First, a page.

Interwovenness: The fabric of exploration

How does Interwoven Learning open up minds to disciplines that are conventionally considered unrelated to the subject of your choice? How does exploring a subject through the lens of another help unravel strands of thought that are no longer in silos and go beyond the classroom?

At Krea we are developing a view of the future through rigorous and interdisciplinary research and education that continuously feeds the design of Interwoven Learning. A rigorous process weaving together academics with experiential learning, broad based learning experience with a deep dive into specialisations and creating well rounded minds, adept at problem solving in a change driven future.

This article is one in a series, an attempt at discovering the experience of the Interwoven Learning at Krea through the lens of a Krea student and how over the years the distinct
pedagogy at Krea enables them to explore pathways that are uncharted and novel.

Hear from Kathan Pandya

Interwoven Learning – the first time I heard about this concept at Krea University, I only thought of its meaning to be that of having spatial knowledge on a range of subjects. However, after two years of experience, I have now realised the immense depth at which the weaving of knowledge, ideas, questions and perspectives take place as well as how much of an impact it can have on a person. My own journey shows how my idea of the concept changed and how I was able to apply the same to traverse through my curiosities.

After the first year of core skill courses, I decided to pursue a major in Biological Sciences. With no decided minor or concentration, I had the flexibility to choose courses from other subjects based on my interests. I used this opportunity to take up courses in Psychology, Computer science and Literature – all of which have helped me explore the limits of what I can do. The course of ‘Brain and Behavior’ in Psychology crossed paths with one of my favorite topics in Biology: Neuroscience. The course in programming, albeit challenging, showed me the power of computational thinking. The patience and skills I developed in this course, in addition to the Introduction to Computational thinking and Data Analytics course in the first year, have all blended into my newfound interest in computational biology. This has led me to take up elective courses in areas of Biostatistics and Molecular Biophysics. Even my summer internship is focused on drug designing using computational methods. I have to admit that I struggled a lot in the Computer Science course, but it opened up new doors for me in my chosen major. In fact, I could directly apply the knowledge in one of the workshops on Bioinformatics where we had to use Ubuntu and Python to work on phylogenetic trees. I am now keen on gaining some experience in the field of computational neuroscience as well.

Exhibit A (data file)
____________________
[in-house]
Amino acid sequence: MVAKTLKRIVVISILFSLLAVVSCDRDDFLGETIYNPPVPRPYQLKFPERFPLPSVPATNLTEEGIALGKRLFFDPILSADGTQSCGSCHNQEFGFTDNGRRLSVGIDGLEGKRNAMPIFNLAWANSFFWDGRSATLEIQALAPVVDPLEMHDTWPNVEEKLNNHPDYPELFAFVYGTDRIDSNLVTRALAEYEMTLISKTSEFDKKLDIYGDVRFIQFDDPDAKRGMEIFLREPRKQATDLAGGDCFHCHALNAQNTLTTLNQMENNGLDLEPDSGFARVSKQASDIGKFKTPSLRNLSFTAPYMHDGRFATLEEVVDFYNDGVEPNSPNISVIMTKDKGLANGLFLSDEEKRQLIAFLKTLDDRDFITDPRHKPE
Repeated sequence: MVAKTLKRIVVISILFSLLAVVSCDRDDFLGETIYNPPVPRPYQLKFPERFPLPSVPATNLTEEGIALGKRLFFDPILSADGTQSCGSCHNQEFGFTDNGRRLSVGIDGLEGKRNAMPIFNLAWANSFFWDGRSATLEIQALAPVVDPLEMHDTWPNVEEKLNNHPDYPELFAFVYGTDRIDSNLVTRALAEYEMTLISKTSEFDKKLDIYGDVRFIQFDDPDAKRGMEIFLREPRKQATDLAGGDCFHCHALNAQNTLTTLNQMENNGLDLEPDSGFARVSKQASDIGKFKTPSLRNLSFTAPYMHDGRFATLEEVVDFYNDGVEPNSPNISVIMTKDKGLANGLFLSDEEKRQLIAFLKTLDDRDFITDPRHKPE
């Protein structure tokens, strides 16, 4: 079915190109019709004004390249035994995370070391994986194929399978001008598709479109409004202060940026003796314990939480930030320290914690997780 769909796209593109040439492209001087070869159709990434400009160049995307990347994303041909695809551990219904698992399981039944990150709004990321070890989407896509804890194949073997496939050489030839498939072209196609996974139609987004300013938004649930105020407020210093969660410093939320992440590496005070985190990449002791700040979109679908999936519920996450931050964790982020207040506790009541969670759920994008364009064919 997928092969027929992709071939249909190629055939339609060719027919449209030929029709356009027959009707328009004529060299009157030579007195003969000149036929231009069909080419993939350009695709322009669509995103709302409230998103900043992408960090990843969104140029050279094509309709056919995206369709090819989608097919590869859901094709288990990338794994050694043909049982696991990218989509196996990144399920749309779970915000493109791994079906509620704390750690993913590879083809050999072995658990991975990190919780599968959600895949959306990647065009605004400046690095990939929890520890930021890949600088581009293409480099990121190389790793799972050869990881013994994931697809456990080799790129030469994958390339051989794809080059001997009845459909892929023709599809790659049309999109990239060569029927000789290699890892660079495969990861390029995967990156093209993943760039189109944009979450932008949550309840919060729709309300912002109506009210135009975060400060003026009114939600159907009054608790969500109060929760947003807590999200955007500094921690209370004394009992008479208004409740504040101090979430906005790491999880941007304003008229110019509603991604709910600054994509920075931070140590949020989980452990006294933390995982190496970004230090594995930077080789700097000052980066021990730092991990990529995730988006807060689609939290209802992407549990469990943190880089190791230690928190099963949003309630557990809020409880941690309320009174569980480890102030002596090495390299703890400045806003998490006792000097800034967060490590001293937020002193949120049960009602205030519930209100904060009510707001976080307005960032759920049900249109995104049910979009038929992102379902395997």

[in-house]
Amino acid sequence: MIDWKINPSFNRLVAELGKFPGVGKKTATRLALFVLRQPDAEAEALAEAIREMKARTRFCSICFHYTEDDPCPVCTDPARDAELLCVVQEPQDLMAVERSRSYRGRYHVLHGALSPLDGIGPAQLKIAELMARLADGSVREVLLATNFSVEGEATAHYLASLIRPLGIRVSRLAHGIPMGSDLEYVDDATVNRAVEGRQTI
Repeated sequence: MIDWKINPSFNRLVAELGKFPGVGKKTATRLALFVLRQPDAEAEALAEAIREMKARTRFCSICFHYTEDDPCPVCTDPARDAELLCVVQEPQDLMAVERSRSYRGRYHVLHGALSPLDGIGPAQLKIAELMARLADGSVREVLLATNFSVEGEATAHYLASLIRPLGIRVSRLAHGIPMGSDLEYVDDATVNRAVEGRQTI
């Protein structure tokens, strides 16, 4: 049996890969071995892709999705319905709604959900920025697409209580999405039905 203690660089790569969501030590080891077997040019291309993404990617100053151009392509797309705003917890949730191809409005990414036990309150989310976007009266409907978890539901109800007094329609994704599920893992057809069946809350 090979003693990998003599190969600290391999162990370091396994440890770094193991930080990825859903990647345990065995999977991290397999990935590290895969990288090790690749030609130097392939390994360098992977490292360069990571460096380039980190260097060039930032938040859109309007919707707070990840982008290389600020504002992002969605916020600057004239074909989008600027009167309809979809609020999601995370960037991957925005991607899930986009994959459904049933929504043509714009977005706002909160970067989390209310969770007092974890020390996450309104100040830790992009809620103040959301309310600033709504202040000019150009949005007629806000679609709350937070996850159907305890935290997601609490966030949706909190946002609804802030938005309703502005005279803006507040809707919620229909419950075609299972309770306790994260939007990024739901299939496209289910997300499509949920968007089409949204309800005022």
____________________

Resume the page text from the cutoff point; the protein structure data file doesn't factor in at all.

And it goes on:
The interwovenness has not only steered my learning, it has revealed new aspects of my personality. In the past, I never considered myself as a creative or an artistic person. This belief held me back from trying to pursue or approach anything in that field. Nevertheless, the Creative Expressions course shattered this as I worked on bringing my poetry to life by making a stop-motion video and composing the instrumentals for the same myself. This project then inspired me to compose and write a rap song in the Scientific Reasoning course. Absurd to use music in a scientific course, isn’t it? We performed a rap to present the main arguments from one of the plays on Galileo and heliocentrism. The same creative spirit and confidence compelled me to be part of the Light and Sound team in organising a play. A few months later, I got the opportunity to be part of a Light and Camera workshop conducted for an Arts course. All of this has now equipped me to handle microscopes better with a side note of being able to take better pictures through the microscope in the biology lab or a clearer picture through the telescope during our night sky-gazing events. I eventually found a new skill and area of interest in optics and creative video-making to sustain my artistic side. That’s the fun about Interwoven Learning – one never knows what new pattern will be woven out of the varied intersections. Even my professors often bring in connections from different courses and subject areas to light up the stage of what we are learning with different spotlights. If I was asked 2-3 years back, if I would have been interested in computational biology or even learning about lighting and cameras, my answer would have been a big ‘NO’. But it is interwovenness that has helped me tread new territories and create new pathways for myself. At Krea, the liberty to learn from diverse courses as well as try out new activities, with the liberty to be bad at it, provided me the confidence to pursue them further and develop myself into a more holistic person. In the future, I believe that Interwoven Learning will be imperative to solve impending problems and shape career pathways in the maze of options present for students.